Out in central London recently researching to have a better understanding of the consumer tech space and where it might be headed, and finally made my way downstairs to the gaming concept, PlayHouse, in Selfridges. It immediately struck me as uniquely uplifting and welcoming, in a space often dominated by dark, futuristic and classically ‘techy’ codes. It’s a really interesting concept, and possibly points to some important changes in the role of gaming in culture, and how gaming is represented.
PlayHouse seems to completely break away from the typical mainstream codes of tech and aligns the space with a more ethereal, almost spiritual escape-through-gaming. Whilst many other gaming spaces (and gaming-focused brands) use similar visual cues such as dark lighting, black surfaces and spaces, and targeted streaks of cool neon lights (think the motorcycle scene in Tron). These cues demonstrate futuristic technological prowess, but beyond that they are also commonly used in ‘masculine’ products (for example in most mainstream personal care products marketed towards men), ultimately reinforcing the idea that gaming a particularly male-dominated and requires a special understanding of technology to participate.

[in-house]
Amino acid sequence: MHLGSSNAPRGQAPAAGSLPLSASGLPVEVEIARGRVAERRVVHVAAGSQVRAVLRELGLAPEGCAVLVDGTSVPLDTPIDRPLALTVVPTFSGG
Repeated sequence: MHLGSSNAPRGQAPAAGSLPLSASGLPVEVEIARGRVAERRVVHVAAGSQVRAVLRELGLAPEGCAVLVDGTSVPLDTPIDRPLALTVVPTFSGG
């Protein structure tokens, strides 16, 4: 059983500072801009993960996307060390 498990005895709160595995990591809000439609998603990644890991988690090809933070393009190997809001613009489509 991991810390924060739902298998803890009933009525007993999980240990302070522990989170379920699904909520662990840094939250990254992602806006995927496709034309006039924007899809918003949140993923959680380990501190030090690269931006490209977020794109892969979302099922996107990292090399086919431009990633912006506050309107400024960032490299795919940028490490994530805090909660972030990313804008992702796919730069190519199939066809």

The Selfridges space however features illuminated light surfaces - in cream and light pink - and shapes drawing more on medieval-inspired fantasy (in mirrored and gently lit gothic arch forms) than dark sci-fi imaginings. While small, the space is light, almost elevating, and in the use of pastel blues and pinks, soft off-white, and diffused lighting interestingly shares much in common with beauty and wellness codes seen in skincare and health (The Ordinary quickly comes to mind, the colorways of Glossier, or even many CBD drinks brands). By drawing on a broader set of cues, and particularly some associated with mental uplift and self-care as well as fantasy exploration, the space opens up gaming to a wider range of potential consumers and suggests a new way of thinking about how the category can be integrated into daily life. Perhaps this reflects a cultural shift in tech and gaming culture.
Looking to the future, we may see gaming and technology allowing for a broader perspective on who participates in it, and what kinds of experiences it can provide. Rather than a futuristic vision, it can provide a source of escapism and uplift that is increasingly open, accessible, and everyday.
Michelle Bower, our Associate Strategy & Transformation Director, believes that knowing if your brand is a painkiller, vitamin or candy is the key to deciding the most effective antidote to meet your customers' needs and ensu...